A descriptive study of patients with Guillain-Barré syndrome

Emma Foster


Guillain-Barré syndrome (GBS) is an immune-mediated polyneuropathy characterised by progressive, symmetric muscle weakness with depressed or absent deep tendon reflexes. This is a relatively rare disorder. The long term outcomes in Australasian populations are not well described.

To describe the epidemiology of patients with GBS attending an Australian metropolitan hospital over a 10-year period, including long-term (12 months) functional outcomes.

Review of medical records of GBS patients admitted to Frankston Hospital over a ten year period (June 2004 to July 2014).

Thirty seven patients were identified. Median (IQR) age of onset was 60 years (51.5–73), with a M:F ratio of 1.06:1. A seasonal trend was noted, with one-third of cases occurring in winter, and another third in spring. An antecedent event was identified in many patients, with 17 patients having a preceding viral illness, and 10 having diarrhoea. Symptoms started in the legs in the majority of patients (67.5 per cent). Peak disability occurred at admission, with only 34.3 per cent able to mobilise independently at this time. This improved to 70.8 per cent of patients by 12 months. Eleven patients required ICU admission; six of whom required mechanical ventilation, with 50 per cent of them (N=3) requiring tracheostomy. 67.6 per cent of patients required inpatient rehabilitation prior to returning home.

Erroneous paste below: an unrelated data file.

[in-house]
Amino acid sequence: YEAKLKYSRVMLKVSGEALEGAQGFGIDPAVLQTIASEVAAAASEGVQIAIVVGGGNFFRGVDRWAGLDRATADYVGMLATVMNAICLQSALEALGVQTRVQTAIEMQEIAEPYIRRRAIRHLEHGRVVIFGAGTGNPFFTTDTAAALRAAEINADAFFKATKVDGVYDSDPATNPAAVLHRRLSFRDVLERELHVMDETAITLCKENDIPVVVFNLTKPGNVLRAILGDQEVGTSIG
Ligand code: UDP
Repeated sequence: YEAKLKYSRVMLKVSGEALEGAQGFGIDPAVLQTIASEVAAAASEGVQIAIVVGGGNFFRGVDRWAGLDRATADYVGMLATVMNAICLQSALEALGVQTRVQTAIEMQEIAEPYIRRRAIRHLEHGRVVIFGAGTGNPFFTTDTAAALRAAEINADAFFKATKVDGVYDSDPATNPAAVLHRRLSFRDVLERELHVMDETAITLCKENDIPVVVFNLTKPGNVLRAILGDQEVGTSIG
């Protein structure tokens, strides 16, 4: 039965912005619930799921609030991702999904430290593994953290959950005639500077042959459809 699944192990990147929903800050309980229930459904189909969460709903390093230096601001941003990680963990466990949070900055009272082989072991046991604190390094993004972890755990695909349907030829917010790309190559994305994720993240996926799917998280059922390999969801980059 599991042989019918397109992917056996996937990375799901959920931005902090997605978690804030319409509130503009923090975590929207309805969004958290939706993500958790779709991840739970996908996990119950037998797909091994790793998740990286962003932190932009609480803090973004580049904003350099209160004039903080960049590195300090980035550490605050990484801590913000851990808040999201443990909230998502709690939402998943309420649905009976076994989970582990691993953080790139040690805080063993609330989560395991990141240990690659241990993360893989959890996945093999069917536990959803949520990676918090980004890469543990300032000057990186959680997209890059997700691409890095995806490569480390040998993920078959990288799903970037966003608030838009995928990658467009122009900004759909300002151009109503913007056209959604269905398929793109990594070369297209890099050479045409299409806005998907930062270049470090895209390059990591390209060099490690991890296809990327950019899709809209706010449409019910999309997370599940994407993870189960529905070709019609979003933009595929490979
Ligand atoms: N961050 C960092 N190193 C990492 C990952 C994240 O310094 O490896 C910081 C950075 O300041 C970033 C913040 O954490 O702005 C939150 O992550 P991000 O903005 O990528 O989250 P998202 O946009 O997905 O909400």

The findings are consistent with previous epidemiologic studies. The vast majority of patients were independent at 12-month follow-up.
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